Reducing the spread of equine infectious disease (Article)

biohazard symbolThe recent cases of EHV-1 in Florida and Quebec are a reminder of the value of instituting managment practices to help reduce the risk of infectious disease transmission. Though no cases have been reported in Ontario this year, taking a proactive approach  in protecting our horse’s health is worthwhile.

Last fall I wrote this article for Trot magazine based on Equine Guelph’s series of “Beat the Bugs” workshops. As Dr. Scott Weese points out, although infectious diseases are not something we can eradicate, there are simple measures we can take that can have a big impact.

You can read that article here: Biosecurity on your horse farm.

For more information on EHV-1, the AAEP has a good write-up on their website that covers the different forms (respiratory, neurologic), transmission and vaccination.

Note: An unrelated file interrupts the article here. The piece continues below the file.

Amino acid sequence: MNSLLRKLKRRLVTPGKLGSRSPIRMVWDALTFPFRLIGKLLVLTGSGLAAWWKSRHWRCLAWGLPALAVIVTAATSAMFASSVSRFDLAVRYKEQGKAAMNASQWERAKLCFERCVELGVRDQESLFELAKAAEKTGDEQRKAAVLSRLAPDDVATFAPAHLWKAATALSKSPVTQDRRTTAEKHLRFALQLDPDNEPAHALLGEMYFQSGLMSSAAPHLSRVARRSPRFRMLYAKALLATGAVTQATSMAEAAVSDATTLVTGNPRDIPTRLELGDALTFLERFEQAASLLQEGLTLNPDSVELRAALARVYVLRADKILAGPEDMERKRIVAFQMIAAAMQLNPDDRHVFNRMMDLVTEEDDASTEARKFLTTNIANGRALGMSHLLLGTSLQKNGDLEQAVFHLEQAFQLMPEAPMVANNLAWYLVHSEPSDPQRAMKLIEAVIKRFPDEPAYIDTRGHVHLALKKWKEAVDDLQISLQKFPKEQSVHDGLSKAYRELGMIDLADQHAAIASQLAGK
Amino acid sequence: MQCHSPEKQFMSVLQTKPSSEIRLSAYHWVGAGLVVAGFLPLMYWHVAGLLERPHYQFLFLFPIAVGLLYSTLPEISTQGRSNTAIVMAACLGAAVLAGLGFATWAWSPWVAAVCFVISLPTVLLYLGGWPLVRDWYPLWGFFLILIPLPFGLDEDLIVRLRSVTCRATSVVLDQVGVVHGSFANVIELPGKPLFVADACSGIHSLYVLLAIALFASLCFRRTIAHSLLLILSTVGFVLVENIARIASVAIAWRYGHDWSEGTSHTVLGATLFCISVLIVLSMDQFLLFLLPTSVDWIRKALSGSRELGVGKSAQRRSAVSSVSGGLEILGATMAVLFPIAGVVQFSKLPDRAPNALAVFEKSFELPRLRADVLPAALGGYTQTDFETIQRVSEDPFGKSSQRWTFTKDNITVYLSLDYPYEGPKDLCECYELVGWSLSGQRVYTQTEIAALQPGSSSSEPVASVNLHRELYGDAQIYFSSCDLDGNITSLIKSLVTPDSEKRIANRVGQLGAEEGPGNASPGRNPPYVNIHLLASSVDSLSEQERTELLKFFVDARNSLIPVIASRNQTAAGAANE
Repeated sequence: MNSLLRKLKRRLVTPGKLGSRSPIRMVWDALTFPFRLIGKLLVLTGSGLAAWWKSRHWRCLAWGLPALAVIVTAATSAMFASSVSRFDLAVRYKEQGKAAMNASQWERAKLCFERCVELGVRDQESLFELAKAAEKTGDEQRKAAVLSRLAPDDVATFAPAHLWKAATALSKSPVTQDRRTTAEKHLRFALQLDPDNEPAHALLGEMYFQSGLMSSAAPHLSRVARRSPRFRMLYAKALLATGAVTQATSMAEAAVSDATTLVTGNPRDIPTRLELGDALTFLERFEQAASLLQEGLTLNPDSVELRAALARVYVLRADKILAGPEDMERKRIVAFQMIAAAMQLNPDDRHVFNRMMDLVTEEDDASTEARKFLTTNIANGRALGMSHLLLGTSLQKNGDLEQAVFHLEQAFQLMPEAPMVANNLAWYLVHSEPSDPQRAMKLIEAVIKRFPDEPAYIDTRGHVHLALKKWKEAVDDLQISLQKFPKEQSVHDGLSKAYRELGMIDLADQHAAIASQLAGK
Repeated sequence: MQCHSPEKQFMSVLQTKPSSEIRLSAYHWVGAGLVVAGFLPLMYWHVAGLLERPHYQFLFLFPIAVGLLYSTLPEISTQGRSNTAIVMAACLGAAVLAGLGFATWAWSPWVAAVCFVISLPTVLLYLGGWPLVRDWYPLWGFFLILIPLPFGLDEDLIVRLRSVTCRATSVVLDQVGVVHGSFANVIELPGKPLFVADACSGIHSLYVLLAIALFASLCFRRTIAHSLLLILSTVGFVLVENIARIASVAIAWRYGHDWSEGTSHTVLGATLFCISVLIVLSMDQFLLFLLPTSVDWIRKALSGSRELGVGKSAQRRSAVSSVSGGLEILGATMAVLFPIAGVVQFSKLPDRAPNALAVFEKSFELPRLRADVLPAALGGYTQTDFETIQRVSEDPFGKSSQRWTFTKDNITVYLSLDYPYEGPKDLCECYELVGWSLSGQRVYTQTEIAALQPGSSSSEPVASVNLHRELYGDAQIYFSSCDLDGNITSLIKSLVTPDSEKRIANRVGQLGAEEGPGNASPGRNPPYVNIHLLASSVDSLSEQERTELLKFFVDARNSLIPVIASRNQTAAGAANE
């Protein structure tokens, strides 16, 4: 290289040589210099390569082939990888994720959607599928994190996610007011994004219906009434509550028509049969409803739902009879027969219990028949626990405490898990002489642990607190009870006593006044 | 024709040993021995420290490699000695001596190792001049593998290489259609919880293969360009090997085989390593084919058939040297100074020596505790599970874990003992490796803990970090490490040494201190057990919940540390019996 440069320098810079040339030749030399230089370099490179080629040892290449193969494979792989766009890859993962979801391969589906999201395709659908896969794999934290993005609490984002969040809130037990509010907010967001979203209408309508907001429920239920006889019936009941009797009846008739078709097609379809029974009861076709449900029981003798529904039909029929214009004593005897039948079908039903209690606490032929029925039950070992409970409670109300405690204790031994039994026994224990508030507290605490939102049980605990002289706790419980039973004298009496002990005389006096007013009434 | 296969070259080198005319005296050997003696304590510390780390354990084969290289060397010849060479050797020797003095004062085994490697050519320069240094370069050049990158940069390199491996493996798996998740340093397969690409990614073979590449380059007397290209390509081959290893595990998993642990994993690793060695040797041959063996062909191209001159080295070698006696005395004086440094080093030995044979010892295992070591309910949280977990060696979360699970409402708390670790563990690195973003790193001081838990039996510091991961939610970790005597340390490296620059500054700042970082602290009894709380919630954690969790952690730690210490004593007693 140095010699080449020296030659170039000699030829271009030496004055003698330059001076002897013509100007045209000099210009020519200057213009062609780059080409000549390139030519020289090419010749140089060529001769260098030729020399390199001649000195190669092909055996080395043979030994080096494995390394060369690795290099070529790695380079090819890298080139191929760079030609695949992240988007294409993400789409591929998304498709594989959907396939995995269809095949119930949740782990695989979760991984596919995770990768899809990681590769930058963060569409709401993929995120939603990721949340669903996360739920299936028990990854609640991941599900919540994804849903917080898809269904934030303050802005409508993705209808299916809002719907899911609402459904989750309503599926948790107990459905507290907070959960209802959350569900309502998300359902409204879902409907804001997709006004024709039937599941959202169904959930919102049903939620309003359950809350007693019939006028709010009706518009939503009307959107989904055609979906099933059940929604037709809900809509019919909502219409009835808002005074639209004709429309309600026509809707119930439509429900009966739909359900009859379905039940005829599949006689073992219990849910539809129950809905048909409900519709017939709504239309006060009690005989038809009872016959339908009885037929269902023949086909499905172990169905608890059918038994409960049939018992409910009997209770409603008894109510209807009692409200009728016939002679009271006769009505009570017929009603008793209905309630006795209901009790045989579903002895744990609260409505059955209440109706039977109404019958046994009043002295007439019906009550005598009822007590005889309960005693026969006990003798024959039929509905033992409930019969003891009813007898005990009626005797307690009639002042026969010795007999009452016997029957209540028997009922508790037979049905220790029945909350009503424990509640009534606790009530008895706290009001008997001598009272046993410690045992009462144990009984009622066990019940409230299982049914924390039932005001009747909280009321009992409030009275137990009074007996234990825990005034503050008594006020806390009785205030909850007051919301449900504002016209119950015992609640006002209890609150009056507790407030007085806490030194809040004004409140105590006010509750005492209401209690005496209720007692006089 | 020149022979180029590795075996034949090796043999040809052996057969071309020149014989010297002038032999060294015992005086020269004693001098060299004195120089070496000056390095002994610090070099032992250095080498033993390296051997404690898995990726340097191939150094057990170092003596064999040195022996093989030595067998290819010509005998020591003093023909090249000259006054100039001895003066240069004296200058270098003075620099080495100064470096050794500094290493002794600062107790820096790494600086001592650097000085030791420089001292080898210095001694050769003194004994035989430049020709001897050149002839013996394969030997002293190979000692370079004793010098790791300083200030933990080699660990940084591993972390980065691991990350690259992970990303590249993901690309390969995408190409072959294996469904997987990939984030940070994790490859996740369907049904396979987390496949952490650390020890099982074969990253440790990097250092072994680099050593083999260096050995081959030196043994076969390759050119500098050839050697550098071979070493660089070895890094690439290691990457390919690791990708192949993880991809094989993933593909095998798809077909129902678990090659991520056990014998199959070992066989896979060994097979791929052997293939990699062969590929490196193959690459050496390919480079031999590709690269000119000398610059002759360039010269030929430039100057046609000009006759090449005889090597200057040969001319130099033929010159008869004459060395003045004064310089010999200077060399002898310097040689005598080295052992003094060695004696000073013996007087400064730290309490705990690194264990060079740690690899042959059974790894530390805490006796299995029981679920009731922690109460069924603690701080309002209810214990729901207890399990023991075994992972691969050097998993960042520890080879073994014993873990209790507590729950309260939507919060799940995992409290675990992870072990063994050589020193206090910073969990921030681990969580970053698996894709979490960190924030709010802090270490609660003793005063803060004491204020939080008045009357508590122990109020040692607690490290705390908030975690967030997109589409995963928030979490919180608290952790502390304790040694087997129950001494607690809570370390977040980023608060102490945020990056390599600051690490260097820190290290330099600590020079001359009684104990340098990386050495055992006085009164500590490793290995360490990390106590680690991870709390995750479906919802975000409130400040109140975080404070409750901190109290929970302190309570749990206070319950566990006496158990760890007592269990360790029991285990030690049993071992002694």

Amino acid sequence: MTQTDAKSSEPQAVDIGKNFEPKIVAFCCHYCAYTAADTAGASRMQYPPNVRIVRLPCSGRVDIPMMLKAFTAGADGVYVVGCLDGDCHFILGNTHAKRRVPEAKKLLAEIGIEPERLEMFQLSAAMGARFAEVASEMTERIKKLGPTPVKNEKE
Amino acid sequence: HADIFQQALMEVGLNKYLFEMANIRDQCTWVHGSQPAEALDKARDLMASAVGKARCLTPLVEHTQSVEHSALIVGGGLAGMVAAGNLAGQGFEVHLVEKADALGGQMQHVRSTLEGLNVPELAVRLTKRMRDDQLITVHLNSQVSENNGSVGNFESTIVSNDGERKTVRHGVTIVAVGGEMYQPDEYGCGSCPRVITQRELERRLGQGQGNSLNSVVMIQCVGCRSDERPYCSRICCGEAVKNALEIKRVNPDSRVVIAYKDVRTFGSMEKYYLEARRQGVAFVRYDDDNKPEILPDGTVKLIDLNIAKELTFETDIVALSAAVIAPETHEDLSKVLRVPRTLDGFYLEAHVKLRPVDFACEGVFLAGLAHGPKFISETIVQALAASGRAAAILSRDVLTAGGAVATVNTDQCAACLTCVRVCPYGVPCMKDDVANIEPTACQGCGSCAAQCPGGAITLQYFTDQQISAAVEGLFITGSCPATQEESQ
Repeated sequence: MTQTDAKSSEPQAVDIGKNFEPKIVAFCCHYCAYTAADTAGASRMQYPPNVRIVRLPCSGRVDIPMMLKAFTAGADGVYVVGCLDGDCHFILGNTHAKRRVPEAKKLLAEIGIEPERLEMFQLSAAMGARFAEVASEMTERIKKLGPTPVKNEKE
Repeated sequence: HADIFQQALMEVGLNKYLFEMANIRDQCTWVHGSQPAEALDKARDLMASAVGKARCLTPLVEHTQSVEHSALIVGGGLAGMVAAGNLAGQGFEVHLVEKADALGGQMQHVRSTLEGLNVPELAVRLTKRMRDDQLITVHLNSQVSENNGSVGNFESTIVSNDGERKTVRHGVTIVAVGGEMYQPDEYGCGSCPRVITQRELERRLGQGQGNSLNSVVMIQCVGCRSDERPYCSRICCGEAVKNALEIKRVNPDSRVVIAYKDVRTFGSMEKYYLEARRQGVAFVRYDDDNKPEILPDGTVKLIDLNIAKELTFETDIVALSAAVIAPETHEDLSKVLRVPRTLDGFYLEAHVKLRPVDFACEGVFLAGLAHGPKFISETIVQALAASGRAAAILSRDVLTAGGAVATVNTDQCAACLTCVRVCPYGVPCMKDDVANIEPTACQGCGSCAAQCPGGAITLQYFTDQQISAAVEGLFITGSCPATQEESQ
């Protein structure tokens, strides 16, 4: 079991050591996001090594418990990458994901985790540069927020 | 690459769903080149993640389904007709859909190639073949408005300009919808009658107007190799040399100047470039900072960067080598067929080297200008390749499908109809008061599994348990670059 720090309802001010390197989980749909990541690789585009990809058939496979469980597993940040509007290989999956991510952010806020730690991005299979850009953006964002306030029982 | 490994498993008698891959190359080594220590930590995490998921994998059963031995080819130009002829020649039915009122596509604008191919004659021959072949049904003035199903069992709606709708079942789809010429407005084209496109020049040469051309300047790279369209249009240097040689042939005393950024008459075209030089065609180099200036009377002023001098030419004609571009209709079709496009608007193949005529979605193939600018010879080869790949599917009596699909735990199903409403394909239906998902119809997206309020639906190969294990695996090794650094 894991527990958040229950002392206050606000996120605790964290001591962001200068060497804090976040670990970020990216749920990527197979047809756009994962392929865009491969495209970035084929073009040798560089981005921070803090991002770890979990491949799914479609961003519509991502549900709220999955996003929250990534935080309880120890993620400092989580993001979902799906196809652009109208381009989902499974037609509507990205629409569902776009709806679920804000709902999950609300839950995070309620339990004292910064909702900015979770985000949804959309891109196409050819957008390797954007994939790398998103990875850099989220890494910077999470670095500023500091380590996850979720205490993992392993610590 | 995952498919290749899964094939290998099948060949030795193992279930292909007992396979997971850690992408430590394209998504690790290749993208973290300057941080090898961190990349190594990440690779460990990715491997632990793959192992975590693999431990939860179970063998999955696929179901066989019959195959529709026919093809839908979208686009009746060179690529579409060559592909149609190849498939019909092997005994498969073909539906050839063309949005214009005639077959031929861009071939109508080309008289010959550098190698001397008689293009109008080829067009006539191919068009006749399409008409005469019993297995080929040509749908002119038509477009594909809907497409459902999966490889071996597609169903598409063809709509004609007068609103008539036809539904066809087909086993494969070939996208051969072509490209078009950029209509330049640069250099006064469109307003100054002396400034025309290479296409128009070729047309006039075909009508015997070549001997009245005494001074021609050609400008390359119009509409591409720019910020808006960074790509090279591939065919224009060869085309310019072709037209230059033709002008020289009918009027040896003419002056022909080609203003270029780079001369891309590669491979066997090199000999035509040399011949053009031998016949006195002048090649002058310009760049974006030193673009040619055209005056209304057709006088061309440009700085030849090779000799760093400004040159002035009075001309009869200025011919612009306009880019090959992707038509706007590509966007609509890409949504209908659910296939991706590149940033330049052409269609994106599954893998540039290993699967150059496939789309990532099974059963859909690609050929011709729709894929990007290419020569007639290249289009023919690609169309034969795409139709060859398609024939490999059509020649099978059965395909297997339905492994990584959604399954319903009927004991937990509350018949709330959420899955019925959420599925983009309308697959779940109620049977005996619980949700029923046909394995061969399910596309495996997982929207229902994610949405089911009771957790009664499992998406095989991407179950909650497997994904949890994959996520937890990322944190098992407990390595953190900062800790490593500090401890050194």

To follow reported cases by location (US and Canada only), TheHorse.com has an excellent resource, the 2013 EHV-1 Tracker Map. 

About Lindsay Day, REMT

Lindsay Day is a Registered Equine Massage Therapist and award-winning writer based in Ontario, Canada. She is a graduate of the two-year equine massage therapy program at D'Arcy Lane, and brings to her practice over 20 years experience riding and working with horses. With a strong commitment to promoting the health and welfare of horses through her work, Lindsay uses massage to help horses find ease of movement and comfort in their bodies, so they can feel and perform their best.